• what is your daily dose of xarelto? at what dosage do you take nattokinase and how do you monitor it with taking the xarelto at the same time?

      • Thank you Sara for your courage, your kindness and your constant sharing and selflessness. As a pretty recently diagnosed PE patient (7 months) I appreciate you and the site very much. I am honestly still pretty shaken by that diagnosis and still actively on a blood thinner (2.5 mg eliquis) 2x a day. I need the information here so very much as unless one has experienced something like this, they can’t possibly understand the concern, fear and worry it brings. Again, thank you and God bless you…


    • what is your daily dosage of xarelto and what dosage of natto do you take daily? how do you control the amount of natto with the xarelto?

    • How are you doing now???

    • Susannah says

      Deborah I feel the same way right now.. alone and struggling to stay afloat with all of this. people don’t get how much this impacts our lives and what the chronic pain feels like.

    • I thought I’d like to try the serrapeptase. I to am in my 5th year trying to recover but I have copd also. It caused me to have ptsd. I was in an induced coma for a week while they injected held in in me. I guess I was a fighter

    • I’m sorry to hear your recovery has been complicated. I too had a proximal DVT where all but one vein was involved in my left leg. I believe I was lucky that a vascular specialist had me go immediately ofr an intervention. I had a catheter directed thrombolysis. I was back to work in under a week and while my lower left calf is marginally larger than my right calf, I have almost no symptoms of Post-thrombotic-syndrome (PTS) My 90 ultrasound still chowed remnants of the clots particularly behind the back-side of the venous valves. I was on Eliquis and blood testing indicated APS and SLE. D-Dimer was still positive and was told I would be on Eliquis for life. At the 6 month mark I convinced my vascular and hematologist to get off Eliquis for 90 days so that the test could be redone. Low and behold after 90 days all the test for APS, SLE and d-dimer were normal. During those 90 days I started on a regimen of Nattokinase, Serrapeptase, and Lumbrokinase and continue on those today in addition to things like D3, K2 (MK-4 and mk-7) and a few others.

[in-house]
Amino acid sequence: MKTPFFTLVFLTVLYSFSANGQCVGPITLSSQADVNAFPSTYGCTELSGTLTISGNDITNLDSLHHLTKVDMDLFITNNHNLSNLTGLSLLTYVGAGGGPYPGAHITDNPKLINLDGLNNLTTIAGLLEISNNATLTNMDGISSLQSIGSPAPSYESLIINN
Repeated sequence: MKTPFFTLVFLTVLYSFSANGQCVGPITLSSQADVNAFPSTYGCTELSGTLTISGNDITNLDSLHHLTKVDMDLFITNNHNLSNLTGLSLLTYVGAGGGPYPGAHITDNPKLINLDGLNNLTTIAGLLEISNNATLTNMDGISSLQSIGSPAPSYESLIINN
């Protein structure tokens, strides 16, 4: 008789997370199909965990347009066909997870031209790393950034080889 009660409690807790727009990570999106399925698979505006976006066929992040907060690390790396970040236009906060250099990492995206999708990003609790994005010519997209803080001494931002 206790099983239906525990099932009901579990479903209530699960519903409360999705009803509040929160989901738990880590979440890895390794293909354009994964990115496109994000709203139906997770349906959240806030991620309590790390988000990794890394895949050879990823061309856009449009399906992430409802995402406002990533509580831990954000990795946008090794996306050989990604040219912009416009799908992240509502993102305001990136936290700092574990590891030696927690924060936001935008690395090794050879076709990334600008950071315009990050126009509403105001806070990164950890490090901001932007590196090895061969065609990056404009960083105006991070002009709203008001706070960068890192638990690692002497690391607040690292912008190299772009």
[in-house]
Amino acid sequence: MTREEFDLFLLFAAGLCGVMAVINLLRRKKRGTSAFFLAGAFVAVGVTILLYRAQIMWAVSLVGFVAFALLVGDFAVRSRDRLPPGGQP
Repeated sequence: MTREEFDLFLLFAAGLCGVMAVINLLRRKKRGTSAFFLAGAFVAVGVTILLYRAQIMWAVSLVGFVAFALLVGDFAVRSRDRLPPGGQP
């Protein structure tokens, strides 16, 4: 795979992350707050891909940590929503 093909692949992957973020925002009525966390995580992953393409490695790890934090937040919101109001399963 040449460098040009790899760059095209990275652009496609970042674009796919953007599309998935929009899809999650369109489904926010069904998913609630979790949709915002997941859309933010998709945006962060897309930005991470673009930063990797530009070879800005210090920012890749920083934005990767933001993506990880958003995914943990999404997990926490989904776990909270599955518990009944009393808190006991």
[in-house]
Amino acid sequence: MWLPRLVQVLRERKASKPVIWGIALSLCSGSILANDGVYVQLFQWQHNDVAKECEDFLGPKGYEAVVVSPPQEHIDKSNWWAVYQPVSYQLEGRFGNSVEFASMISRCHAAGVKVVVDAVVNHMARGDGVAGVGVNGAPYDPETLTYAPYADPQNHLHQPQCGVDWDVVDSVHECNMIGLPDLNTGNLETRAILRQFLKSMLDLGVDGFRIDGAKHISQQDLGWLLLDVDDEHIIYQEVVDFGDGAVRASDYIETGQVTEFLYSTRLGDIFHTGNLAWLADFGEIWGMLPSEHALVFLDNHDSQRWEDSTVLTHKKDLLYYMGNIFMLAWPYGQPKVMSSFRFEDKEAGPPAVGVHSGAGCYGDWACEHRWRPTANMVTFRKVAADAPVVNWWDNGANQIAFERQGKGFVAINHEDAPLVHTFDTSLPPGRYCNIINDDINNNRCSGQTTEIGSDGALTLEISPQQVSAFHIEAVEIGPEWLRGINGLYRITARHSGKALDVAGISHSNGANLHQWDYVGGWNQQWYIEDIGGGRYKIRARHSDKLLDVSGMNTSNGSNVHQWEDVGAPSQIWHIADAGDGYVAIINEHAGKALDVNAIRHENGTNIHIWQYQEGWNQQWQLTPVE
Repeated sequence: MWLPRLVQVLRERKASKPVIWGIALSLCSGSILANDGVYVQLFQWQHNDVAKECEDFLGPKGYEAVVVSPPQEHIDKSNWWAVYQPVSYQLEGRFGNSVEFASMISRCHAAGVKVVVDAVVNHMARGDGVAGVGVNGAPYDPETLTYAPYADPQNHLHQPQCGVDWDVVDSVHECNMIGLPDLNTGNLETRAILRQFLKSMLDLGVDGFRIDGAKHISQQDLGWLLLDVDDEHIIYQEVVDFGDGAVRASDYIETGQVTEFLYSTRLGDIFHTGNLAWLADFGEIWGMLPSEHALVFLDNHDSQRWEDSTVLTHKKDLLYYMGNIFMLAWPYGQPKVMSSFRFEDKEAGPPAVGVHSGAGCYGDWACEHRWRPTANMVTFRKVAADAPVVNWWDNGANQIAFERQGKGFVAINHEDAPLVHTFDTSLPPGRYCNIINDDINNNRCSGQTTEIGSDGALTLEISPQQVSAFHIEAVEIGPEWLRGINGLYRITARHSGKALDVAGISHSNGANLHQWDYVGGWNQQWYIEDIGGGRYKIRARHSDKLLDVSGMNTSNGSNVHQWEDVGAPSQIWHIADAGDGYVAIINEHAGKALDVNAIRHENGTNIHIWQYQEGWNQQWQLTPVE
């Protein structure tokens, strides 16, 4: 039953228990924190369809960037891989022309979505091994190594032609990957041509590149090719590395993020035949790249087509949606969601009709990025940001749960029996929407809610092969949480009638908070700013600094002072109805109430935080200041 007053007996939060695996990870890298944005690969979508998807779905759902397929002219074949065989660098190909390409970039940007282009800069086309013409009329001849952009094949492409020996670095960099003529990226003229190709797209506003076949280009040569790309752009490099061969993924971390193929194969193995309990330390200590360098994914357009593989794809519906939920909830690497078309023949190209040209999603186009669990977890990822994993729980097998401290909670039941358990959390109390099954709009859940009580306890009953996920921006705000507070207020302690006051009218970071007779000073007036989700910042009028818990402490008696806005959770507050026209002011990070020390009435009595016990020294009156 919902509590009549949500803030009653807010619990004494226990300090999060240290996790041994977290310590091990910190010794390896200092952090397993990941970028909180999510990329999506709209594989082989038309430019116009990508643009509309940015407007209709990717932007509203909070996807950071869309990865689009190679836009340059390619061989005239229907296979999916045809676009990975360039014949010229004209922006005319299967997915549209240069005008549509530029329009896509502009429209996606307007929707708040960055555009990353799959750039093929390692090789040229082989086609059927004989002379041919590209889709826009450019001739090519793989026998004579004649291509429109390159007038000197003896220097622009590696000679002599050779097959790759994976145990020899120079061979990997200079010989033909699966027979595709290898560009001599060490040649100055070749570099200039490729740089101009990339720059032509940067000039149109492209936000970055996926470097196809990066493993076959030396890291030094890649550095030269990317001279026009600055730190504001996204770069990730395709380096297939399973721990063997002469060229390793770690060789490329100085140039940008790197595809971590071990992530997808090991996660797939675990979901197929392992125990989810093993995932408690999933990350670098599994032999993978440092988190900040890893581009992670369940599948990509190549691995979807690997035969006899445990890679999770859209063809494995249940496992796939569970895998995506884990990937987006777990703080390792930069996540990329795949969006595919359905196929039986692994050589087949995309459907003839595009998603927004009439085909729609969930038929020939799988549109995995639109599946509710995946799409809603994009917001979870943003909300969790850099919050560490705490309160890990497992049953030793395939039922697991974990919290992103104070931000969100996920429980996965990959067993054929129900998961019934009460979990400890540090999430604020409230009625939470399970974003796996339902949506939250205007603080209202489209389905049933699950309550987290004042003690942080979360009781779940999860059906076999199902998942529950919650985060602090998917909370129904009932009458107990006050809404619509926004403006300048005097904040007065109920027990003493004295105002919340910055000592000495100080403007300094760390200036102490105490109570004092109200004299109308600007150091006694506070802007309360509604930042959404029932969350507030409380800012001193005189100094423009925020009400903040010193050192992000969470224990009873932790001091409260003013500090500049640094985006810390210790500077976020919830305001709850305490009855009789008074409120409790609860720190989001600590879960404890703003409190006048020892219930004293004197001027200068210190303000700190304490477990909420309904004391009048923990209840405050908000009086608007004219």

8. You. Are. Awesome. This really captures the highs and lows of the last three years so well, Sara. You really are amazing 🙂

    • Thank you so much for what you said and for stopping by! <3 I know you have been with me on this journey and for that, I am grateful.

  9. I was on synthroid for years. It does no good. The tsh levels your regular doctor looks at are incomplete. There are many other tests that need to be done to determine if you are hypothyroid. See a functional MD and get a prescription for armour thyroid, or westhroid or naturthroid thyroid. Take iodine supplementation. ( I take 100 mg/day).Stay away from synthetic hormones, (use bio-identical).Drink plenty of water , eat organic, healthy foods and continue getting exercise. Deep breathing is very helpful.

  10. Two months out from a bilateral PE and this Blog is so helpful and healing. I am suffering every day from the trauma, pain, , loneliness and disability of all this. I was on Nattokinase and clotted and am now a Xarelto lifer but my Hemo had never heard of Nattokinase and could not advise me what to do… My heart may be damaged, and my hip was destroyed by this clot. I feel my life is over and none of my family care what nearly happened to me and what is still happening to me.. It is nice to be with people that understand.

  11. Thanks for being so honest about the emotional aspects of your blood clot.